Statement: PennEnvironment disappointed with Pennsylvania General Assembly’s reports on single-use plastic

Media Contacts

Two new reports on this subject downplay environmental impacts and municipal enthusiasm


HARRISBURG — The Pennsylvania General Assembly released two reports Friday on single-use plastic. The Independent Fiscal Office (IFO)’s report on the economic impacts of single-use plastics and the Legislative Budget & Finance Committee (LBFC)’s report on the non-economic impacts on bans/fees were both required by a law that set a one-year ban on local regulations on single-use plastics. 

PennEnvironment Clean Water & Conservation Advocate Stephanie Wein issued the following statement on the reports:

“While we’re glad to see the state investigating the issue, we disagree with several of the conclusions by these two studies.

“The LBFC survey looked into municipal attitudes towards single-use plastic. While it is true that the majority of municipalities that responded to the survey would rather the state be responsible for setting single-use plastics regulations, this survey didn’t then address the question: Who should act when the state refuses to take action?  It’s a mistake to think local governments don’t want action on single use plastics, when what they really want is the General Assembly to step up on this issue. 

“The reports also downplays the impacts of single-use plastics on the environment and public health, including:

The life cycle impact of single-use plastic bags. The LBFC study draws the conclusion that plastic bags are often a preferable environmentally friendly alternative to paper. By citing an out-dated 2012 study it neglects to account for the explosion in natural gas production that has taken place over the last decade in Pennsylvania. Whether it’s the wells being drilled throughout the Marcellus Shale region, the new petrochemical plants being built in the Ohio River Valley, or the pipelines being built through Southeast Pennsylvania, plastics are no longer manufactured from ‘‘by-products’.Instead they are a major driver of demand for fossil fuel production and thus the climate crisis.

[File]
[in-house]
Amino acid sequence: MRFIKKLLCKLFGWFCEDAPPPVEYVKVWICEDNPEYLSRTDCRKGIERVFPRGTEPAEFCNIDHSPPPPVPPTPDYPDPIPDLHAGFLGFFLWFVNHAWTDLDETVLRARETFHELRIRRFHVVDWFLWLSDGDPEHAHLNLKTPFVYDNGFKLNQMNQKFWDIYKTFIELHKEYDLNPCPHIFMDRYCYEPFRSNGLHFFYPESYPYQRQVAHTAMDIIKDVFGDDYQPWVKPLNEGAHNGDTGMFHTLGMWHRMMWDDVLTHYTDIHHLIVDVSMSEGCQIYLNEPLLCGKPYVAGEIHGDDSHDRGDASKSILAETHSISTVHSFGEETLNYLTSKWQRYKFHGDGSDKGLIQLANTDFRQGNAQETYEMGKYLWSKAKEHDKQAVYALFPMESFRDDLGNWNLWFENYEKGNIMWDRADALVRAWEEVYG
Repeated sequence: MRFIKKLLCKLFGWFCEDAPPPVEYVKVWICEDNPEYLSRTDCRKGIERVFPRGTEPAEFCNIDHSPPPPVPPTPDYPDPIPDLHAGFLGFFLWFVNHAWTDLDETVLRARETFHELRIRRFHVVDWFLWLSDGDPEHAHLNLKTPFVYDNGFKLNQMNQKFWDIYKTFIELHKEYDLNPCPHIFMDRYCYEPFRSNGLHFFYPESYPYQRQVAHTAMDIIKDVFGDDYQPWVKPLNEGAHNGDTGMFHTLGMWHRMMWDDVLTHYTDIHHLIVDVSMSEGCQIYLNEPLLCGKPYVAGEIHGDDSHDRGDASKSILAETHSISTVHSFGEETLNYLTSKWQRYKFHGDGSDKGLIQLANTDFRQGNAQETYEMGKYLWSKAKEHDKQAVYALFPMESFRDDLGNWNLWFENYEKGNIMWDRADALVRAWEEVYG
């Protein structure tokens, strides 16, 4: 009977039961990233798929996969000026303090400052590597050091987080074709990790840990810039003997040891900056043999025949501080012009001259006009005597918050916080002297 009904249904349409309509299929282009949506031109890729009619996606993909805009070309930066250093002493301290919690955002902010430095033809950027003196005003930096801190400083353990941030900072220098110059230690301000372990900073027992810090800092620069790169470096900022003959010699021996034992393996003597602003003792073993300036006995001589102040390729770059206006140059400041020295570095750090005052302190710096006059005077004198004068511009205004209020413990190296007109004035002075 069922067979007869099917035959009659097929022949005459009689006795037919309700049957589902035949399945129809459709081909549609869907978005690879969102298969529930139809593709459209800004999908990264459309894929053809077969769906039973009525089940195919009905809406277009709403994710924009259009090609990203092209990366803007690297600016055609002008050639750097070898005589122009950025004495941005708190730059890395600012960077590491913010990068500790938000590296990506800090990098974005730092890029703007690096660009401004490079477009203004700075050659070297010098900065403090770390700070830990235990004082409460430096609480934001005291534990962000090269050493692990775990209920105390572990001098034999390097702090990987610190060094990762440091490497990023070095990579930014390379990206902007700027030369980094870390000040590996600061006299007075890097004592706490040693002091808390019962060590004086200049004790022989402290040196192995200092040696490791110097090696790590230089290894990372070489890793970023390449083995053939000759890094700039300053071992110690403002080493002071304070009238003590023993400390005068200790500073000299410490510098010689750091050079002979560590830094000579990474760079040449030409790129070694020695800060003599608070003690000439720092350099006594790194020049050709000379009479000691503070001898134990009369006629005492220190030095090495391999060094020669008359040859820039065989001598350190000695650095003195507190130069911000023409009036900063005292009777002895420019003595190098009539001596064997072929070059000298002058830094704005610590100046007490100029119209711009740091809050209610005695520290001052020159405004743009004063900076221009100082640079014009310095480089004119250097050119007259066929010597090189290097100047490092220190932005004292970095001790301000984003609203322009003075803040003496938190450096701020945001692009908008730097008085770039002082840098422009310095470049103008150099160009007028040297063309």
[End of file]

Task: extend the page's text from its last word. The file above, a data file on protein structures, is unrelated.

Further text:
The role of plastic bags in litter. The reports mistakenly rely solely on a Pennsylvania Department of Transportation litter survey, rather than incorporating other government data provided by PennEnvironment. If the additional information was considered it would be clear that plastic bags represent a much higher percentage of litter than the surveys suggest. The knock-on effect of this error is that the reports fail to properly calculate how local water departments are spending heavily to pull litter out of sewer drains and other stormwater infrastructure. These efforts sometimes double stormwater infrastructure maintenance costs, which increases the burden on ratepayers. 

The source of our global plastic crisis. The reports downplay the impact of the global plastics crisis on our oceans. The survey points out that, globally, the 10 major rivers that carry the most plastic waste into our oceans are located in Asia and Africa. This is a misguided effort to shift blame overseas. What’s not mentioned is that much of the plastic waste overseas was sent there from the United States, which uses single-use plastic packaging at a much higher per capita rate than Asia and Africa. Now, with overseas markets closing their doors to American waste, we will run out of places to send our trash and will need to prevent these materials from entering the waste stream in the first place.

The health risks of reusables. Claims in the reports that E. coli can persist on reusable bags, which come from studies funded, in part, from the American Chemistry Council, are misleading. While E. coli may persist on those bags, there is no evidence that it can be found there any more than on single-use plastic.  With the COVID-19 pandemic, the public is especially sensitive to messages about hygiene, but it needs to be reiterated that based on the best available science and guidance from public health professionals, it is clear that reusable systems can be used safely, reflecting the CDC’s data demonstrating COVID-19 isn’t easily spread on surfaces.

“We know the appetite for solutions to the plastic crisis is growing, and that policy solutions exist. From Anchorage to Washington D.C., from California to Maryland, we’ve seen that municipal action on single-use plastic delivering real results for the environment by reducing demand for something we use once, but that pollutes our environment for centuries to come. We maintain that Pennsylvania’s cities and towns have their finger on the pulse of their constituents and know if and when it is the right time to use different policy tools to address plastic waste.”  


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